Sunday, January 23, 2005



Sorry about most of the pictures being gone, they will be back up at the beginning of February... I exceeded my bandwidth this month.

Tuesday, January 18, 2005


In Fine Form

Tonight I glued up my form which will be used for assembling the main body of the guitar. A lot of people use solid forms made from plywood, but this is the kind I used in Harry Fleishman's class. It works well and it seems like such an easy way to do it. Also, it's adjustable so that when I build my next guitar that's a different shape, I just knock these blocks off and reglue them in the right position.

I still haven't made the blocks that will support the waist, they have to be curved since they'll be supporting an inside curve. I'll have to get the oscillating spindle sander set up to make those blocks. I also need to make blocks for the inside of the form. There will be three spreaders that push the sides against the form from the inside. These will be located at the widest parts of the upper and lower bout, and at the waist. These will ensure that everything is stiff and square when I'm assembling the body.

That's what I did in the few spare minutes I had tonight. After I get the sides scraped smooth, I can bend them, trim the extra off each end, and glue in the head and tail blocks.

Sunday, January 16, 2005


Scraping By

I've been pretty busy lately, but still catch some time to work on this parlor guitar. Right now I'm perfecting my skills with a cabinet scraper. It's ending up being a lot of work scraping all the swirls from the Saf-t-planer. I finally started putting bandaids on my fingers before I start a scraping session to avoid blisters.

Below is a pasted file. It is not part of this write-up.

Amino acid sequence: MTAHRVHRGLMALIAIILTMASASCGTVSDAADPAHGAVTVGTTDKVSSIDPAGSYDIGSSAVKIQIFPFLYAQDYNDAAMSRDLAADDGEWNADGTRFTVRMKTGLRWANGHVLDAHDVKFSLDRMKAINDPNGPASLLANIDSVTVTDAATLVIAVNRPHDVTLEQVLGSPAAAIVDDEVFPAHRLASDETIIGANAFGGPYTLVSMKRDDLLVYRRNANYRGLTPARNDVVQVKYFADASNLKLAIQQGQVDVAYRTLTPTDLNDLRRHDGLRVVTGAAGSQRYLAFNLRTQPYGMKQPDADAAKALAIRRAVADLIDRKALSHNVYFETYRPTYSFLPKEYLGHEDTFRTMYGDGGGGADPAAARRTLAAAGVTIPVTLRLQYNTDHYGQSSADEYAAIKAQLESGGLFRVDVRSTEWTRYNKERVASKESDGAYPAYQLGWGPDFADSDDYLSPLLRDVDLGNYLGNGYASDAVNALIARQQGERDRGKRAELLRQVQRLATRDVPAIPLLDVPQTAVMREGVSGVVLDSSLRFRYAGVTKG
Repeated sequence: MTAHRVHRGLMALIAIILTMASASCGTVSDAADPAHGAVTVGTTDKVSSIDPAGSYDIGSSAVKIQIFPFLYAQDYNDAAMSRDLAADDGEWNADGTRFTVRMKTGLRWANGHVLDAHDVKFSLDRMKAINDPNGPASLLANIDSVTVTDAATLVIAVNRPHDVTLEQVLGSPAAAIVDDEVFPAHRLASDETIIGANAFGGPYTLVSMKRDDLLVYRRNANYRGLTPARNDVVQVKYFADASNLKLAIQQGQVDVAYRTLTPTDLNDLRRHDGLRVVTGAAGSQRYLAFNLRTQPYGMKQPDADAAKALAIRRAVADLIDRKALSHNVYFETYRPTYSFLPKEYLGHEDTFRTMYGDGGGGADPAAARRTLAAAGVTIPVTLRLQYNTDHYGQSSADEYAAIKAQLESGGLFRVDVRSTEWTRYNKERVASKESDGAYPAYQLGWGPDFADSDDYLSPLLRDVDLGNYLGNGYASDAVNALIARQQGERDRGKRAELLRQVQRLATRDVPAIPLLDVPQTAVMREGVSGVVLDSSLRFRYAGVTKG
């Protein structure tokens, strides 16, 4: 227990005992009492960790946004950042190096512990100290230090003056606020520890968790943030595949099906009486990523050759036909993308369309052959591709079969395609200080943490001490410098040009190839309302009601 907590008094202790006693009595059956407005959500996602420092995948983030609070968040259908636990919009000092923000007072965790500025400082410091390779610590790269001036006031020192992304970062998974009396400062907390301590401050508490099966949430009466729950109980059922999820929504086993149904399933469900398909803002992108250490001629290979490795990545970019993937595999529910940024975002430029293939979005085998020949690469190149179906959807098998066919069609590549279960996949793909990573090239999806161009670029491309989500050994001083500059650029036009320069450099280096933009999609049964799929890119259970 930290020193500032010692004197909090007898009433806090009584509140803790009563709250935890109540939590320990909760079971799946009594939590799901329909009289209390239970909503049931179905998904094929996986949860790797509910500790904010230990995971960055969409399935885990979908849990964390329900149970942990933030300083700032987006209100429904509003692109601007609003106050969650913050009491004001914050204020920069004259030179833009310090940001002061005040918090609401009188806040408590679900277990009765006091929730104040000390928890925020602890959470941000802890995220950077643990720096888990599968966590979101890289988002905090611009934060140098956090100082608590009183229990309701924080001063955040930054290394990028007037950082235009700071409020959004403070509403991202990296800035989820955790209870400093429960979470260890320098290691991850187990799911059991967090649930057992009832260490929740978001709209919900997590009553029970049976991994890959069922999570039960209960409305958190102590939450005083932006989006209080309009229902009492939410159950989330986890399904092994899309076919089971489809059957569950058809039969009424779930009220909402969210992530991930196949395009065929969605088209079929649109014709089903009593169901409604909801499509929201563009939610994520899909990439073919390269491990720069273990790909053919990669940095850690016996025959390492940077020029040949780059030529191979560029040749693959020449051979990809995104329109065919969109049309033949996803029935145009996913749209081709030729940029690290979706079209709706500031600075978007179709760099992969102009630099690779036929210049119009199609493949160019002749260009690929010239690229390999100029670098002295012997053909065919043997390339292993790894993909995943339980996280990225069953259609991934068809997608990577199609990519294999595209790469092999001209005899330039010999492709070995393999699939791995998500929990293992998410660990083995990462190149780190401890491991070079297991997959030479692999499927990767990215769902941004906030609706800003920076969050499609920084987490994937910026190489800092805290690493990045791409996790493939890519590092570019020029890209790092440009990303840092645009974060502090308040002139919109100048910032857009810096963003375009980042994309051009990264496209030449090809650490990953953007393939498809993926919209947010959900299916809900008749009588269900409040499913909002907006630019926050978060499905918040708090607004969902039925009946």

Anyway, I have the back almost scraped smooth, and then I get to scrape the sides smooth before I bend them.

So what I'm lusting over now is the Performax 10-20 drum sander, then I wouldn't have to mess with the Saf-t-planer. The 10-20 is a benchtop model, and the drum is 10" wide. But it's open on one end, so I could do up to 20" wide with two passes. So it's time to go through my house and see what I can auction off on eBay to raise some funds. These go for about $500.

P.S. About that crack in my last post. I asked about it on, and the general consensus seemed to be that it was a windcheck, which is where the tree may have been damaged or stressed while it was growing. It should be stable, and it's more cosmetic than anything. I'll locate a brace under it just to make sure.

Tuesday, January 04, 2005



Tonight I started scraping the swirl marks out of the back, and I noticed a line going across the grain, I thought it was a scratch or gouge of some sort, but I couldn't scrape it away. I noticed it's on both sides. Here's pics of each side.

I posted to seeing if one of the helpful people over there can offer me some expertise... I'm hoping it's not actually a break or crack, but my hopes may get dashed.


Thicknessing the back and sides

Tonight I finished getting the back and sides almost to the final thickness. The final thickness will be about 0.090", but I left it a few thousandths thicker than that, as I will need to scrape out the swirl marks with a scraper.

I used the Wagner Saf-T-Planer in my drill press. It has three little blades on it that mill off the wood as it passes underneath. Normally, if this is done by machine it's done with a drum sander which leaves a nice smooth flat surface on the wood. These are pretty pricy, so I don't have one. The Saf-T-planer works pretty well, and it will be easy to make the surface smooth by hand with a cabinet scraper. It's kind of nerve-wracking, though, because it wouldn't take much of a slip up to ruin the wood or worse.

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